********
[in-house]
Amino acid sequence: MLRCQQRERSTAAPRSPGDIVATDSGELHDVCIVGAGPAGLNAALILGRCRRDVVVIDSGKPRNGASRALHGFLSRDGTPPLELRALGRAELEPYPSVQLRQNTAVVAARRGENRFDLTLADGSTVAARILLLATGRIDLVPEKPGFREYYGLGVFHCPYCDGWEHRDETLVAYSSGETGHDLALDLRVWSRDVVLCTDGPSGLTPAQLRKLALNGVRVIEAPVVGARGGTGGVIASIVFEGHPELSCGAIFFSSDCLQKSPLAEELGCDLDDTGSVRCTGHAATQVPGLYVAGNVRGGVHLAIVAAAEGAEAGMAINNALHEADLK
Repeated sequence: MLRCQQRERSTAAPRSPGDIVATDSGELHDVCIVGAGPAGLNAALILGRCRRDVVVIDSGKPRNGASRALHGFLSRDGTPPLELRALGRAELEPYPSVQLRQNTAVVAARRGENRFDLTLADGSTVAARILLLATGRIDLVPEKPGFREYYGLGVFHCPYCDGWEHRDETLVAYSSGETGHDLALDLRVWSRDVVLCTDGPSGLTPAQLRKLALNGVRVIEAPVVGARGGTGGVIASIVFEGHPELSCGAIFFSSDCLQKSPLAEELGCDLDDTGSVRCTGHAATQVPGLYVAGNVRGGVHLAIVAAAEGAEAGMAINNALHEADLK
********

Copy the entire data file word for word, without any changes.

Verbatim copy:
[in-house]
Amino acid sequence: MLRCQQRERSTAAPRSPGDIVATDSGELHDVCIVGAGPAGLNAALILGRCRRDVVVIDSGKPRNGASRALHGFLSRDGTPPLELRALGRAELEPYPSVQLRQNTAVVAARRGENRFDLTLADGSTVAARILLLATGRIDLVPEKPGFREYYGLGVFHCPYCDGWEHRDETLVAYSSGETGHDLALDLRVWSRDVVLCTDGPSGLTPAQLRKLALNGVRVIEAPVVGARGGTGGVIASIVFEGHPELSCGAIFFSSDCLQKSPLAEELGCDLDDTGSVRCTGHAATQVPGLYVAGNVRGGVHLAIVAAAEGAEAGMAINNALHEADLK
Repeated sequence: MLRCQQRERSTAAPRSPGDIVATDSGELHDVCIVGAGPAGLNAALILGRCRRDVVVIDSGKPRNGASRALHGFLSRDGTPPLELRALGRAELEPYPSVQLRQNTAVVAARRGENRFDLTLADGSTVAARILLLATGRIDLVPEKPGFREYYGLGVFHCPYCDGWEHRDETLVAYSSGETGHDLALDLRVWSRDVVLCTDGPSGLTPAQLRKLALNGVRVIEAPVVGARGGTGGVIASIVFEGHPELSCGAIFFSSDCLQKSPLAEELGCDLDDTGSVRCTGHAATQVPGLYVAGNVRGGVHLAIVAAAEGAEAGMAINNALHEADLK